The consequences of separating religion, morals and values from our public life are manifestly disastrous, and can only lead us into deeper darkness and imprisonment under the domination of exploitative and corrupting power. Does anyone need further proof than that which is presently before us all to see in our television programs and in our newspapers?


The Bible, you see, isn’t so much as a creed to be accepted, as it is a task to be accomplished. We, with Christ, can be out there in the reality of our world making His vision come true. We can be bringing good news to the poor, liberty to those held in bondage, addictions and compulsions, and we can be giving the light of knowledge and vision to those who are blinded by this world’s darkness, and releasing those held in the bondage of contempt and prejudice.


Too many people, even nominal Christians, are spending too much time debunking the Bible, debunking religion, and trying to secularize our children and our world. They should be asking the question: Why can’t we make it all come true?


Christian values are not altogether different from the values of other great world religions. Respecting life, living in honesty and truth, establishing justice, working for peace, and building up our families are all things that we Americans should be about. To be told that we should keep our values to ourselves is totally un-American, a denial of our freedom to speak openly and publicly about what we hold to be true, and a denial of our basic human and civil rights.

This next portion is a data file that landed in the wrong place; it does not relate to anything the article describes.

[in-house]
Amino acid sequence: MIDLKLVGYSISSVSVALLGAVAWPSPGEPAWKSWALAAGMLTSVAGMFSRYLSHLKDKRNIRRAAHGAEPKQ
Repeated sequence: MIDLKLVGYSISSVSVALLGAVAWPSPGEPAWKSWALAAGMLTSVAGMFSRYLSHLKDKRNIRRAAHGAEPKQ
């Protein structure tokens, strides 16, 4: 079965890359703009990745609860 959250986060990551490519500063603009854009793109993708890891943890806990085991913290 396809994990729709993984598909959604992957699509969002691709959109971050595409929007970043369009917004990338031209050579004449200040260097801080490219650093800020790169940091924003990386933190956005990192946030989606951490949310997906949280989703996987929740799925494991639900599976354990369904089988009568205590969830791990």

The Spirit of the Lord is upon you. He has anointed you and given you His gifts of wisdom, understanding, knowledge, steadfastness and courage. Live you commissioning boldly and courageously. With those first apostles, burst out of your private rooms and go out into the public square there, with them, to proclaim the values and the freedom that Jesus Christ suffered, died and rose from the dead to give you.


About Charles Irvin

Fr. Charlie was ordained a priest June 3, 1967 and has served as pastor of St. Mary Student Chapel in Ann Arbor, founded Holy Spirit parish in Hamburg, MI, served as pastor of St. Francis of Assisi parish in Ann Arbor and was pastor of St. Mary parish in Manchester, MI when he entered Senior Priest status in 2001. In 1999 he was appointed Founding Editor of FAITH Magazine which has grown into Faith Catholic Publishing located in Lansing, MI. He is now very active in his “retirement.”